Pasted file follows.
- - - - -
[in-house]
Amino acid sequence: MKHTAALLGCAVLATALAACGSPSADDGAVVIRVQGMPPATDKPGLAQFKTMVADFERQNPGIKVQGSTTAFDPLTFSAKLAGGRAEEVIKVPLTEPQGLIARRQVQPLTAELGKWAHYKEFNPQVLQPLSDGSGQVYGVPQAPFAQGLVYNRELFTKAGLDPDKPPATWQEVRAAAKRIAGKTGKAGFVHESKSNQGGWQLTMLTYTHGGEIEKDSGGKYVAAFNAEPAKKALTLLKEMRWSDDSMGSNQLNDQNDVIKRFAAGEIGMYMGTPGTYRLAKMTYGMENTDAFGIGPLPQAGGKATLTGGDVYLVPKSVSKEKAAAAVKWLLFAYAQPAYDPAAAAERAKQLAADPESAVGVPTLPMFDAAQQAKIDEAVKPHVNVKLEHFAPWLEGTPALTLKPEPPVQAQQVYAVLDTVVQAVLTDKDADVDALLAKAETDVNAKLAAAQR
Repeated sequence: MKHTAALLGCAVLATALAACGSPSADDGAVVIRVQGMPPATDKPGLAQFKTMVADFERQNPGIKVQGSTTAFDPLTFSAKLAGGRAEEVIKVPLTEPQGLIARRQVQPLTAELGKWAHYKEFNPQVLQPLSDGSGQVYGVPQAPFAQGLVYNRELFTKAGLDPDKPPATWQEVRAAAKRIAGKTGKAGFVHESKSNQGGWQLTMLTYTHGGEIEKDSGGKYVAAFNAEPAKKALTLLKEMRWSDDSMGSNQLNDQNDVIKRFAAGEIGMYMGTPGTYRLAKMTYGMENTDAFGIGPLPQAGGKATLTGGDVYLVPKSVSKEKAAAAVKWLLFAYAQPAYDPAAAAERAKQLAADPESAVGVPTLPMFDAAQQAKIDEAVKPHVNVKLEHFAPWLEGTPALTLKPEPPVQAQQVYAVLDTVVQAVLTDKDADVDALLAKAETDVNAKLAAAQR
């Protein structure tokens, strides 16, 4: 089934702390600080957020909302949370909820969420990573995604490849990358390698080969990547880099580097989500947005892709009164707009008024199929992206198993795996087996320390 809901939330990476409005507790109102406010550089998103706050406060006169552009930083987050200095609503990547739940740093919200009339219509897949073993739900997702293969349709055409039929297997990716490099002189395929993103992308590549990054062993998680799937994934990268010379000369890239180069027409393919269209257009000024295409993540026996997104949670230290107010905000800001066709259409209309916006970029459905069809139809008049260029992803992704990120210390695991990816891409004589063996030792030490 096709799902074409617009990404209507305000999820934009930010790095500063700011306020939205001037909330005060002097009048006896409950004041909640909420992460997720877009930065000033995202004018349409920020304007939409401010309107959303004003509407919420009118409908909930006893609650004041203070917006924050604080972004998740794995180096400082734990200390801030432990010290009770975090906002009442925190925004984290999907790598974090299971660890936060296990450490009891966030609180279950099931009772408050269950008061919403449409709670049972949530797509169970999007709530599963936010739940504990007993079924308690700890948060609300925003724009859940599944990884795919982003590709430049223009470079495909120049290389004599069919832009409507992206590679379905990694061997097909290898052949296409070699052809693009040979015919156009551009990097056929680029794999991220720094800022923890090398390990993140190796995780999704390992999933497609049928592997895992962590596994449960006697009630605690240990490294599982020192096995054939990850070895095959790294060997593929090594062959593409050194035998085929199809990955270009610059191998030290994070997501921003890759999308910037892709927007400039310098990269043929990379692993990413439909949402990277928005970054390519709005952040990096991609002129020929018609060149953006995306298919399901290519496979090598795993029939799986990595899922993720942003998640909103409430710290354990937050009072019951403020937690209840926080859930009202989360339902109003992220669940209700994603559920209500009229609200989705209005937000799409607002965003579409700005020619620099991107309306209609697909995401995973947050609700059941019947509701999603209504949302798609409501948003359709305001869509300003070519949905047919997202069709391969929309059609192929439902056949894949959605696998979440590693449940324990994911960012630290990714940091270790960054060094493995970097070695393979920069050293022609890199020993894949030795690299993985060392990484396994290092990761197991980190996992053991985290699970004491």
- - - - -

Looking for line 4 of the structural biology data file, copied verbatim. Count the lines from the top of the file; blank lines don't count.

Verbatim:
């Protein structure tokens, strides 16, 4: 089934702390600080957020909302949370909820969420990573995604490849990358390698080969990547880099580097989500947005892709009164707009008024199929992206198993795996087996320390 809901939330990476409005507790109102406010550089998103706050406060006169552009930083987050200095609503990547739940740093919200009339219509897949073993739900997702293969349709055409039929297997990716490099002189395929993103992308590549990054062993998680799937994934990268010379000369890239180069027409393919269209257009000024295409993540026996997104949670230290107010905000800001066709259409209309916006970029459905069809139809008049260029992803992704990120210390695991990816891409004589063996030792030490 096709799902074409617009990404209507305000999820934009930010790095500063700011306020939205001037909330005060002097009048006896409950004041909640909420992460997720877009930065000033995202004018349409920020304007939409401010309107959303004003509407919420009118409908909930006893609650004041203070917006924050604080972004998740794995180096400082734990200390801030432990010290009770975090906002009442925190925004984290999907790598974090299971660890936060296990450490009891966030609180279950099931009772408050269950008061919403449409709670049972949530797509169970999007709530599963936010739940504990007993079924308690700890948060609300925003724009859940599944990884795919982003590709430049223009470079495909120049290389004599069919832009409507992206590679379905990694061997097909290898052949296409070699052809693009040979015919156009551009990097056929680029794999991220720094800022923890090398390990993140190796995780999704390992999933497609049928592997895992962590596994449960006697009630605690240990490294599982020192096995054939990850070895095959790294060997593929090594062959593409050194035998085929199809990955270009610059191998030290994070997501921003890759999308910037892709927007400039310098990269043929990379692993990413439909949402990277928005970054390519709005952040990096991609002129020929018609060149953006995306298919399901290519496979090598795993029939799986990595899922993720942003998640909103409430710290354990937050009072019951403020937690209840926080859930009202989360339902109003992220669940209700994603559920209500009229609200989705209005937000799409607002965003579409700005020619620099991107309306209609697909995401995973947050609700059941019947509701999603209504949302798609409501948003359709305001869509300003070519949905047919997202069709391969929309059609192929439902056949894949959605696998979440590693449940324990994911960012630290990714940091270790960054060094493995970097070695393979920069050293022609890199020993894949030795690299993985060392990484396994290092990761197991980190996992053991985290699970004491």